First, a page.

Federal judge grants final approval for 2010 BP oil spill settlement; Louisiana to receive more than $6.8 billion for restoration efforts
(Washington, D.C.) – U.S. Sen. David Vitter (R-La.) issued the following statement regarding a federal judge granting final approval for $20.8 billion British Petroleum (BP) settlement agreement for civil claims as a result of 2010 Deepwater Horizon oil spill. This is an increase to the $18.7 billion, which was originally announced in July. Louisiana is expected to receive more than $6.8 billion. Funds are to be paid out over the next 16 years. Vitter was an original co-sponsor of the RESTORE Act, which dedicates at least 80 percent of the Clean Water Act penalties paid by BP and other responsible parties to Louisiana and other Gulf States to restore coastal ecosystems and economies damaged by the Deepwater Horizon oil spill.
“Louisiana has been working nonstop to overcome the devastating losses along our coastline, in our coastal communities, and in our economy,” said Vitter. “Eleven men tragically lost their lives in the devastating explosion and oil spill, and in the five years since, Louisiana has done what we do best – recover, rebuild, and progress. While it has been an uphill battle to ensure that Louisiana was fairly compensated, we did achieve substantive wins, including passing the RESTORE Act, and the final approval of the $20 billion BP settlement provides Louisiana the long-awaited avenue to advance the rebuilding and revitalizing process.”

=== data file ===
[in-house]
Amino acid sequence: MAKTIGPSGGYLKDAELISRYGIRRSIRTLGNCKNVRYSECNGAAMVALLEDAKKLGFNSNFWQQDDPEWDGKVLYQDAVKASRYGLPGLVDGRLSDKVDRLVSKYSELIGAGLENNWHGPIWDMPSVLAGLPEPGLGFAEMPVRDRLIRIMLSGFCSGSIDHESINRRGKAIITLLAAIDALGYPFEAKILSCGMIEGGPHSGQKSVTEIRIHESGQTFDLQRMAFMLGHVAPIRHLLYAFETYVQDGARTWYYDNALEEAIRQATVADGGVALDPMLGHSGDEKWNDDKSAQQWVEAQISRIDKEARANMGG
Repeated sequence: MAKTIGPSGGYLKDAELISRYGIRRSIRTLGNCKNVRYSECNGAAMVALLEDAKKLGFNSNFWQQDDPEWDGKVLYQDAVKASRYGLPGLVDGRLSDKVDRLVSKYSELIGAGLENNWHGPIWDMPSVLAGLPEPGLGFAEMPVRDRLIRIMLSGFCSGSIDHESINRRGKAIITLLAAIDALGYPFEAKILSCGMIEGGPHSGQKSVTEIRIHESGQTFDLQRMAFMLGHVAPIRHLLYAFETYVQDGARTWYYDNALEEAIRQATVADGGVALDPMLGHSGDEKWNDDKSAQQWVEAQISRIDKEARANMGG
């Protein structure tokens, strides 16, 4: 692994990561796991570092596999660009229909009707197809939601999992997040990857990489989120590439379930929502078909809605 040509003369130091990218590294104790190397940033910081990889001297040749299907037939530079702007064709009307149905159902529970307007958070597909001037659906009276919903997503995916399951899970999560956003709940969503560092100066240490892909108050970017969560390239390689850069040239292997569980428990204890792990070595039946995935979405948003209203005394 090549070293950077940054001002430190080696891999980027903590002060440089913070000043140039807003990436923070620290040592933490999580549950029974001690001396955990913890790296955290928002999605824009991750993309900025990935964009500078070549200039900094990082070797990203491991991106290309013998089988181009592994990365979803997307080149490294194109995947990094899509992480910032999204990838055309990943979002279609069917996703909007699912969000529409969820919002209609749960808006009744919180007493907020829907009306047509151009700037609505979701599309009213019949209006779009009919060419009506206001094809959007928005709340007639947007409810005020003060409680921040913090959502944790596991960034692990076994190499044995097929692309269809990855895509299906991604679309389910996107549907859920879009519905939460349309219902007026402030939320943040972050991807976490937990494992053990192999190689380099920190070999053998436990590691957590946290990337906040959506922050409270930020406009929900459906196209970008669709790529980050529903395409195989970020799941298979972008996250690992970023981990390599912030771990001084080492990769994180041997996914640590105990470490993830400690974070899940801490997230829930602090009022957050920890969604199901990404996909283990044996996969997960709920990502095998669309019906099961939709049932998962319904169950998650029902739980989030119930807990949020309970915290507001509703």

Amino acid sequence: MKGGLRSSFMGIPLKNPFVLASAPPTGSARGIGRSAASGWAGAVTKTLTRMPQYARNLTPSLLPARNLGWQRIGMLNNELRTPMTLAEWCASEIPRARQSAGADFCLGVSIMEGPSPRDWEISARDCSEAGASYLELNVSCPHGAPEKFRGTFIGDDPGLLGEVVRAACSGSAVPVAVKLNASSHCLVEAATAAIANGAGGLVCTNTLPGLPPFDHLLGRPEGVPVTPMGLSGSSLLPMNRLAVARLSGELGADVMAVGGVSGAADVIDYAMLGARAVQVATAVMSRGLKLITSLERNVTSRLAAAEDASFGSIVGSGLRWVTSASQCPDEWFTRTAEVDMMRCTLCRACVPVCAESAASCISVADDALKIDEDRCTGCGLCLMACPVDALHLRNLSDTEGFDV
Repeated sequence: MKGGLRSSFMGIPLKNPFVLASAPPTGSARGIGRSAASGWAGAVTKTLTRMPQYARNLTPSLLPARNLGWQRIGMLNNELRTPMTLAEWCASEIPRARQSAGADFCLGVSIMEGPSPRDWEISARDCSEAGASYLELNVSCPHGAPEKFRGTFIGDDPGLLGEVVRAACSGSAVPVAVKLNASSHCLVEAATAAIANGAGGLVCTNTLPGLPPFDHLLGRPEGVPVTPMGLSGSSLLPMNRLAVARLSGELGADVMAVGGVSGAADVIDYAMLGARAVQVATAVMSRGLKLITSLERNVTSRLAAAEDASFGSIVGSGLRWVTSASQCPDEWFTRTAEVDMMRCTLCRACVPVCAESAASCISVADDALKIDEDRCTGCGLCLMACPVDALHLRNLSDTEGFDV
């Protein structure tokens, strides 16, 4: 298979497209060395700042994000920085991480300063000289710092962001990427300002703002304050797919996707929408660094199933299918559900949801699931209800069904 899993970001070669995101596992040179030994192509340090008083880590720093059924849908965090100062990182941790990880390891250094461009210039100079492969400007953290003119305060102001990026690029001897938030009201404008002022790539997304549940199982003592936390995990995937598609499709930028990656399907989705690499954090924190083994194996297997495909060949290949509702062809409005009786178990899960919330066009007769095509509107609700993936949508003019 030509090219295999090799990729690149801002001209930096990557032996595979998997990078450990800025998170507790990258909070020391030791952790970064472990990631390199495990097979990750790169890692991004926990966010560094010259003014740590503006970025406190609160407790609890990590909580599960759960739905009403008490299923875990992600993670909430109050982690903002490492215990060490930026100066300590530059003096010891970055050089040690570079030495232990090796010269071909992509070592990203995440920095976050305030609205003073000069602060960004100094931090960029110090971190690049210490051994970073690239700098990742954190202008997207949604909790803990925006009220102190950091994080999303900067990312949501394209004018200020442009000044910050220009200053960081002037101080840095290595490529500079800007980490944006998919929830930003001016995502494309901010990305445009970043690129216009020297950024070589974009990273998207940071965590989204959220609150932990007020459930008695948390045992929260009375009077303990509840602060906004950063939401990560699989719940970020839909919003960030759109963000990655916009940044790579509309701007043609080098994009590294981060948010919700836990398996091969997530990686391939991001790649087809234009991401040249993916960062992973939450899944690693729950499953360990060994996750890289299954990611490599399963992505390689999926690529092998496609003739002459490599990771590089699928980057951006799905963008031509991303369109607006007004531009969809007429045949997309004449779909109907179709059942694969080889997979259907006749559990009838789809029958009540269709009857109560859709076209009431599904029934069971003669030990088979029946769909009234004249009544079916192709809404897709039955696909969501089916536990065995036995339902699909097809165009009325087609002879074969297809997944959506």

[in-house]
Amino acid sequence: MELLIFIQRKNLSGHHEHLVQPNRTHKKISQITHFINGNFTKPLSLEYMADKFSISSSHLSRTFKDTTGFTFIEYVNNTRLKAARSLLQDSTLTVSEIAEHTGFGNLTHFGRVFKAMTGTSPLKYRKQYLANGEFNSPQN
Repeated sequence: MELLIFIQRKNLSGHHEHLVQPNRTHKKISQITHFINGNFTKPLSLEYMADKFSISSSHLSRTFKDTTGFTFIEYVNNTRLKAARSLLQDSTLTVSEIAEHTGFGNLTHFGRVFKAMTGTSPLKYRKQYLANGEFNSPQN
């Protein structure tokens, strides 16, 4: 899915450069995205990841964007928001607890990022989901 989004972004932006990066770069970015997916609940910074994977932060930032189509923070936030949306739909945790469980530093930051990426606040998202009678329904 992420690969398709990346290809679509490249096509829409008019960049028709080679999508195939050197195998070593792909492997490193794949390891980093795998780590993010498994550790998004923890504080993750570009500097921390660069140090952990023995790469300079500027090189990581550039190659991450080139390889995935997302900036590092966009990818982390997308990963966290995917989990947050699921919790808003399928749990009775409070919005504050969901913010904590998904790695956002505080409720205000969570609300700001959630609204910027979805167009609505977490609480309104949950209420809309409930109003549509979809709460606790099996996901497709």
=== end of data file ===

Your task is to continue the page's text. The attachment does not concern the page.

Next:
The BP settlement agreement includes:
• $5.5 billion federal Clean Water Act penalty, plus interest;
• $8.1 billion in natural resource damages, including restoring coastal habitats; and
• $600 million in claims for reimbursement of federal and state natural resources damage assessments costs and other unreimbursed federal expenses.
Today’s settlement will include $5.5 billion in the Clean Water Act civil penalties, as well as additional billions to cover environmental damages. As a leading Republican conferee on the Highway Bill in 2012 and the only member from the Louisiana delegation involved in the negotiations, Vitter ensured that the final version of the bill included language requiring the enactment of the RESTORE Act.
In the aftermath of the Deepwater Horizon oil spill and resulting moratorium in the Gulf of Mexico, Vitter pushed the Administration and the Gulf Coast Claims Facility (GCCF) to ensure that those in the Louisiana seafood industry who were directly impacted were not ignored. In the initial claims process, very few fishermen, seafood processors, and distributors whose jobs were directly tied to the offshore spill zone were paid. As a result of Vitter’s action, businesses and individuals in retail sales and service jobs, such as restaurants, bars or hotels, were able to get their claims processed quickly.